Court rejects injunction on nuke reactors’ construction

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Court rejects injunction on nuke reactors’ construction

A Seoul court Thursday refused to grant an injunction requested by an international environmental group and residents near a nuclear plant to reverse the government’s plan to build two new reactors in Ulsan.

The Seoul Administrative Court ruled Thursday that the Nuclear Safety and Security Commission gave unlawful permission to the state-run Korea Hydro and Nuclear Power Co. to build Shin Kori 5 and 6 in a suburb of the southeastern industrial city, but the plan cannot be scrapped for the sake of the public interest.

In September 2016, the Seoul bureau of Greenpeace and residents of Ulju, Ulsan, filed for an injunction to stop the construction. They said the nuclear watchdog issued permission to build new reactors without properly considering safety risks. They also said the nuclear safety commission failed to respect the required process of discussing the plan with residents near the plant.

The court said it handed down a judgment under special circumstances based on Article 28 of the Administrative Litigation Act. “Even in a case where the claims filed by the plaintiff are deemed reasonable, if the revocation of a disposition is deemed remarkably inappropriate in terms of the public welfare, the court may reject such claims. In this case, the court shall expressly state that the disposition is illegal in the text of the judgment,” clause one of the article says.

Over 10 hearings, the court concluded that the Nuclear Safety and Security Commission’s permission was illegal in two aspects. The commission said two of the commission members were unfit to issue the permission because their careers were linked to Korea Hydro and Nuclear Power.

“Because the construction permission was granted by unfit members, the decision is illegal,” the court said.

The court also said Korea Hydro and Nuclear Power had submitted a poor radioactivity environmental impact assessment report to the commission that failed to reflect the concept of “serious accidents.”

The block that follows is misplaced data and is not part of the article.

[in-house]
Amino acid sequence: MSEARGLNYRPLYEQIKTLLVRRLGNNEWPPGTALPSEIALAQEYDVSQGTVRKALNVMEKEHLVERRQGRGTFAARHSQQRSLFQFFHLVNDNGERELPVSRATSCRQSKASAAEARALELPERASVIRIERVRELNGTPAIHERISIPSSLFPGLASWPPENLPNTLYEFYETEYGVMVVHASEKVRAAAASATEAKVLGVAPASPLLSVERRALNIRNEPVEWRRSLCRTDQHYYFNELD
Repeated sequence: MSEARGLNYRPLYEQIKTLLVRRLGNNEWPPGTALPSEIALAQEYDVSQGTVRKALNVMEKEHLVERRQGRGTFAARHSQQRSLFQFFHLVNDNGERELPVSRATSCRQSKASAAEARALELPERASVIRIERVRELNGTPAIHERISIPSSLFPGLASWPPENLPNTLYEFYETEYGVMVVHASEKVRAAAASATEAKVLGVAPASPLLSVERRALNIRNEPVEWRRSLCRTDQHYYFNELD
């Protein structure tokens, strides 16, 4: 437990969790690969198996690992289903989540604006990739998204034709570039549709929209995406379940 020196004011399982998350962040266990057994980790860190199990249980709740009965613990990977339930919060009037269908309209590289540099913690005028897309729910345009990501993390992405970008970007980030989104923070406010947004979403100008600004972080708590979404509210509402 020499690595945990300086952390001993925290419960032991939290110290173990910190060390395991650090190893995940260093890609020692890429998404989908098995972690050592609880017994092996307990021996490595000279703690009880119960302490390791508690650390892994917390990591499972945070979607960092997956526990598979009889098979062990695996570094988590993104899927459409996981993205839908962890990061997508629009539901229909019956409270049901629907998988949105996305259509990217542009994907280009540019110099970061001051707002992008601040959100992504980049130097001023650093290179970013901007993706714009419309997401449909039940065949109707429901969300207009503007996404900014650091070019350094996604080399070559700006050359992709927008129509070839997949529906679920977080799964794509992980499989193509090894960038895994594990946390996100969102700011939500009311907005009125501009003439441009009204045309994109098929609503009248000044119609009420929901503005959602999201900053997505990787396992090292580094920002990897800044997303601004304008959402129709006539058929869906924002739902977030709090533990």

The court, however, rejected the arguments by Greenpeace and residents that the site selection for the nuclear plant was inappropriate and that the company failed to conduct proper earthquake and geological surveys.

While the process was legally flawed, the violations were not enough to revoke permission, the court said. It noted that the Shin Kori 5 and 6 already had updated designs to prepare for “serious accidents” under the nuclear energy safety law, reinforced since the Fukushima Daiichi nuclear disaster in 2011, concluding the omission in the report was not a serious flaw.

The court also said the construction plan was passed by enough votes even without the two unfit members. “Even if the Nuclear Safety and Security Commission creates a new evaluation committee and votes again, it will highly likely reach the same conclusion,” it said.

The court said revoking permission would substantially delay construction, because the company will have to reapply for it. Delayed construction of the reactors may lower the electricity reserves and cause a serious impact on the energy industry and the economy, as 1,602 companies are working on the project.

“Construction is expected to be suspended for about four years if the permission is revoked, and over 1 trillion won ($887 million) in losses are expected,” the court said.

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